At Coleman Greig we have seen many disputes in relation to make
good that could have been avoided if the parties had seriously
contemplated their make good obligations before entering into the
Is the tenant required to strip the premises back to an empty
shell? Is the tenant required to simply repaint and replace floor
coverings? If painting, how many coats and is it the inside or the
outside surfaces? If racking is removed, are bolts shaved to ground
level or are they to be grinded down and holes filled? What will be
the reference point to establish condition and how will
contamination be addressed? Will the landlord accept a sum of money
in lieu of make good and if so, how much? There are many more
questions along a similar theme.
While some of these questions may seem trivial, in our
experience costly disputes can arise because a lease does not
adequately address parties' responsibilities at the end of the
tenancy. So our advice to a landlord or a tenant when negotiating a
lease is to clarify and document precisely what they understand and
agree to be their make good obligations, so that there are no
arguments over interpretation at the time of making good the
Some common themes that keep emerging in this regard are:
When a tenant attempts to complete the make good themselves,
there may be a dispute with their landlord as to the quality and
standard of that work. This is particularly so if they have not
consulted with the landlord before doing that work. We suggest that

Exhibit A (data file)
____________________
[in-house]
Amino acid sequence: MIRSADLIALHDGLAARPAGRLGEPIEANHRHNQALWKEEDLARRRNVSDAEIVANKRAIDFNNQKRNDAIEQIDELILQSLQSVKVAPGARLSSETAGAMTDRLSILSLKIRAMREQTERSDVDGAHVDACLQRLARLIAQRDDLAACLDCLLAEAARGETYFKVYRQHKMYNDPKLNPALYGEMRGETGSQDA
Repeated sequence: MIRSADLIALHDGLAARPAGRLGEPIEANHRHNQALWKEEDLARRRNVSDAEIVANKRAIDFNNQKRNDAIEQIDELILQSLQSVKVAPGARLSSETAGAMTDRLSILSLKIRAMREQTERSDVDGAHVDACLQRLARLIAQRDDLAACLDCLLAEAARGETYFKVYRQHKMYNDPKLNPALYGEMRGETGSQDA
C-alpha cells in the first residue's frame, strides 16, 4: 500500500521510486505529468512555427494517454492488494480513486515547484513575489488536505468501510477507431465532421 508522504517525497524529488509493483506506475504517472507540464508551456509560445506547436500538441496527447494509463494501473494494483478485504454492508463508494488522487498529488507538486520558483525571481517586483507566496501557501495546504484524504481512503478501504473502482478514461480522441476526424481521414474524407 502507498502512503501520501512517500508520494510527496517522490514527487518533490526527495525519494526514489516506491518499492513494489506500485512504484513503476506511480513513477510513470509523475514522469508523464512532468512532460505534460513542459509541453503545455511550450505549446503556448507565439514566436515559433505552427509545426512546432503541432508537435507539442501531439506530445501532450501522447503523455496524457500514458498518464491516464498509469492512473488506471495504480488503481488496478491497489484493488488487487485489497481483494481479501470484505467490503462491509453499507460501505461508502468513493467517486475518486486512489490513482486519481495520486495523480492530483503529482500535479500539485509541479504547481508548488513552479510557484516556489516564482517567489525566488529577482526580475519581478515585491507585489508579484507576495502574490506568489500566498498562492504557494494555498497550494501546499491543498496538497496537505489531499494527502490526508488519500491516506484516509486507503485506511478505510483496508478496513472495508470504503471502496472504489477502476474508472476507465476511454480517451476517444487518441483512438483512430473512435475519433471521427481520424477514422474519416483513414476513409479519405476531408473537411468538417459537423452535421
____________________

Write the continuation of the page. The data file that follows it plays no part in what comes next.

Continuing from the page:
if a tenant wishes to do their own make good, they have clearly
articulated with the landlord as to what those works are,
tradespeople to be engaged, materials to be used, number of coats
of paint etc. We have acted on behalf of clients in a number of
disputes where the tenant has carried out works which are not
accepted by the landlord in accordance with the lease. In such
cases, a tenant leaves themselves exposed to not only the
additional costs the landlord incurs in completing the works in
accordance with the lease, but potentially rent for the period
during completion of the make good.
Given 1, we have found that parties increasingly are reaching
an agreement on a payment in lieu of the tenant actually attending
to the make good works themselves. If so, in our experience it is
important to begin the discussions about make good as early as
possible in order for the parties to reach agreement on this
settlement figure. This is because the parties will have to come up
with a common methodology of calculating this figure (eg based on
quotations for each task, if so how many and from whom, etc).
Often disputes arise between a landlord and tenant where the
landlord relies on a clause which says the tenant must return the
premises to the condition it was in at the commencement date.
However, what is that condition? The best way to address this is
for the parties to record the condition of the premises at the
commencement date of the lease.
Regardless of whether you are a landlord or a tenant, it is wise
to obtain legal advice in relation to clarifying your make good
obligations before entering into a lease.
The content of this article is intended to provide a general
guide to the subject matter. Specialist advice should be sought
about your specific circumstances.
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